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Chinese ‘Mintropolitans’ go nuts over healthy snacking, say researchers

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Gill Hyslop

By Gill Hyslop+

09-Apr-2017
Last updated on 09-Apr-2017 at 21:38 GMT2017-04-09T21:38:19Z

In China's snack market, nuts and seeds is the largest category as the focus on health and nutrition continues to dictate, says Mintel. Pic: ©iStock/Amarita
In China's snack market, nuts and seeds is the largest category as the focus on health and nutrition continues to dictate, says Mintel. Pic: ©iStock/Amarita

According to Mintel data, 63% of Chinese consumers are eating more fresh fruits and vegetables as snacks; 42% are eating more dairy-based snacks; and one in four is consuming more nuts and seeds.

Consumers’ busier lifestyles are causing them to squeeze mealtimes, thus having an impact on the snack market, Ching Yang, senior food and drink analyst at Mintel, told BakeryandSnacks.

However, “the country’s new Chinese Dietary Guidelines (2016) suggests the lower daily intake of salt and sugar, which is making consumers more cautious of indulging,” said Yang.

“Though sugar tax has yet to happen in China, it has been a hot topic in the global food and drink industry.

“Consumers are now more aware and have growing nutritional and food safety concerns, especially since information has become more transparent and accessible,” she added.

 “They are increasingly concerned about the potential harm some ingredients in snacks can do to their bodies, for example, MSG (monosodium glutamate) in salty snacks, and unhealthy or insanitary processing methods.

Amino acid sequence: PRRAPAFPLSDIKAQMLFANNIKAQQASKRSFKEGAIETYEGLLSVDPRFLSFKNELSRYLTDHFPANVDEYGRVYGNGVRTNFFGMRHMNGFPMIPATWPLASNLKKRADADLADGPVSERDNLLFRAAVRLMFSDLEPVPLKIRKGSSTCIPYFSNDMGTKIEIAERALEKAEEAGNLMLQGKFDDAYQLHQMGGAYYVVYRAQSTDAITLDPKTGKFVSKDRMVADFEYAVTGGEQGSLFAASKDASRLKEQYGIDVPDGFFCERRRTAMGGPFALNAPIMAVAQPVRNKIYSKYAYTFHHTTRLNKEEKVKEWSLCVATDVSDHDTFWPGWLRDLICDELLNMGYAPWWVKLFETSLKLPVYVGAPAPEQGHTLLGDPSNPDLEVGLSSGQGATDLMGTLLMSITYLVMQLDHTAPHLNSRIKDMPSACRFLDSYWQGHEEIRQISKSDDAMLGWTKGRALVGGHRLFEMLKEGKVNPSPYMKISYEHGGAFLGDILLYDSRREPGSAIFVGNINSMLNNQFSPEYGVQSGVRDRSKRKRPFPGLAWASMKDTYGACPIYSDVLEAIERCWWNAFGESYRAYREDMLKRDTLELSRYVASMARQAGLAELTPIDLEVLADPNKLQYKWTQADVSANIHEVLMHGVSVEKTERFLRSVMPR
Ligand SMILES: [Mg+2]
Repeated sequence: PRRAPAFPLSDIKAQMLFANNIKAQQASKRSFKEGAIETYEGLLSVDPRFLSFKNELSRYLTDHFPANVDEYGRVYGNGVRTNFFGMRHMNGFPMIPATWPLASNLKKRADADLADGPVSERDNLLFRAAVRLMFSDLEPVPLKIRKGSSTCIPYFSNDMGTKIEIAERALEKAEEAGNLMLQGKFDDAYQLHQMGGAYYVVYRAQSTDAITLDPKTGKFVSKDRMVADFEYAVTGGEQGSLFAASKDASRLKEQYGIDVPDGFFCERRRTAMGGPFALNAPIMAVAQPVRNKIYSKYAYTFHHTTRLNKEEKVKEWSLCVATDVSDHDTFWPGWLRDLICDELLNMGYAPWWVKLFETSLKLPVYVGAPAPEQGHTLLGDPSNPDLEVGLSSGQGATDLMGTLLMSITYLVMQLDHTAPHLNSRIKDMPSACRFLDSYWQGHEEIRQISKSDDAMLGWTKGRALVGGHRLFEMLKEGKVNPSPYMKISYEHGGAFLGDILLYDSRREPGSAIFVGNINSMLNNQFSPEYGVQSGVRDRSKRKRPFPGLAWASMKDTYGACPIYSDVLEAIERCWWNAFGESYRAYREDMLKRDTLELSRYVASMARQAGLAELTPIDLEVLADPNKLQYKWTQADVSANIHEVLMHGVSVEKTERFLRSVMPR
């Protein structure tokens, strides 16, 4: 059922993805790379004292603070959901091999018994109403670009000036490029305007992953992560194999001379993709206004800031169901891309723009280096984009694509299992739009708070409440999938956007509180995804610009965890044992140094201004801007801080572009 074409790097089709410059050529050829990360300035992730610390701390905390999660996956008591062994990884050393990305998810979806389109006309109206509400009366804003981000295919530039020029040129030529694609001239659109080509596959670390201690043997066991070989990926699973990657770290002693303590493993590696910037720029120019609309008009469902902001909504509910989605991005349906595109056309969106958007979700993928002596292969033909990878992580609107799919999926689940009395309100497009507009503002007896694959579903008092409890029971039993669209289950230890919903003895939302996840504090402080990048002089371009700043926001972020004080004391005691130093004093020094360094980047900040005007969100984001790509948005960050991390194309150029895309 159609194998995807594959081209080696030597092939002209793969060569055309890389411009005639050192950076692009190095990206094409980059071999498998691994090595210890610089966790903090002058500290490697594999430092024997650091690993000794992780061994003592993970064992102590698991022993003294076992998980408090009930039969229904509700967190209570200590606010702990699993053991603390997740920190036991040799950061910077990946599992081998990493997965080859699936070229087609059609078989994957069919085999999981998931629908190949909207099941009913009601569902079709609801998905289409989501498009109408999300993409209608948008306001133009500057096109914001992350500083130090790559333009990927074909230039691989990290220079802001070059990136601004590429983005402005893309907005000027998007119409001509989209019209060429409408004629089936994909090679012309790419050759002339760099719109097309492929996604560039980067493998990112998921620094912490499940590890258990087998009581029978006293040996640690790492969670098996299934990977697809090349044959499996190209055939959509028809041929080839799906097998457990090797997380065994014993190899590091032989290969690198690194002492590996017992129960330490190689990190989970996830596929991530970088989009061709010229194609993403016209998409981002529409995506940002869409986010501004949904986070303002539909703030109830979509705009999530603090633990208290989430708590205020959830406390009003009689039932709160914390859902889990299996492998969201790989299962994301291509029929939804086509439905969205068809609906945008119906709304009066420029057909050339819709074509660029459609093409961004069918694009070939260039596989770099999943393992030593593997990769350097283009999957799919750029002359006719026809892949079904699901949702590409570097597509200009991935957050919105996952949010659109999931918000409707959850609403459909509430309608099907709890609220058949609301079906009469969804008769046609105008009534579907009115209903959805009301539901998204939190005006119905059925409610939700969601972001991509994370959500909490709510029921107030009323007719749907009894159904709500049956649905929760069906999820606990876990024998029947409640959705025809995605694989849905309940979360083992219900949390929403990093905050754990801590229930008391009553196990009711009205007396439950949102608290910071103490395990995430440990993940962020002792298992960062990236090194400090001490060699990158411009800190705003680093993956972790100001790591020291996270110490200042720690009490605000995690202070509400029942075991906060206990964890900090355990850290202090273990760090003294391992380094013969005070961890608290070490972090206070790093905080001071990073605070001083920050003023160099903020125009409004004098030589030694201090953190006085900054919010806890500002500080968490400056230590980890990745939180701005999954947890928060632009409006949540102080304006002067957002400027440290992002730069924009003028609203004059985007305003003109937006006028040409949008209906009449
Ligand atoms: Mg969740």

“This may explain why more consumers are now switching to fresh and less processed snacks, such as nuts and seeds,” she told us.

The rise of low cal; the decline of sweet

Mintel’s report reveals that in China’s retail snack market, nuts and seeds is the largest category, with a retail value of RMB 263.7bn ($38.24bn). The segment is forecast to grow at a CAGR of 10.7%, reaching RMB 345.6bn ($50.11bn) in 2020.

On the flip side, the growth of traditional sweet snacks, such as biscuits, was relatively slower. Mintel’s research indicates that 26% of urban Chinese consumers are also eating less chocolate confectionery today compared to six months ago.

This suggests a growing opportunity for food and drinks brands that enjoy a healthy perception (e.g. dietary supplements, cereals and yogurt) to tap into the snacking occasion by developing snack format products.

“Our research shows that Chinese females are concerned with calories, while Chinese males care about protein,” said Yang.

Mintel Gobal GNPD, one quarter of snack products launched in China between 2014 and 2016 were meat- or seafood-based snacks, such as fish crackers and dried squid.

Well-heeled snackers

Mintel’s data flags Chinese consumers with a busier lifestyle – such as full-time employees and Mintropolitans (China’s well-educated and high-earning elites) – as the biggest snackers.

 “One of the key drivers’ for China’s snack market is consumers’ high interest levels in and easier access to international or imported snacks,” said Yang, noting that 42% of Chinese consumers are interested in trying snacks they’ve never tasted before.

She added: “E-commerce is an especially important channel for international snacks.

“It not only allows consumers to easily access the foreign snacks market but also provides a less costly channel for international players to enter the Chinese market.

“Overall, we’ve seen rapid expansion among China’s e-commerce snack brands like Three Squirrels, Bai Cao Wei, and Liang Pin Pu Zi.

“Many of them started with the nuts and seeds category before expanding into biscuits, meat-based snacks, dried fruits and traditional sweet pastries within a couple of years.

“They are enjoying high brand penetration especially among young consumers,” said Yang.

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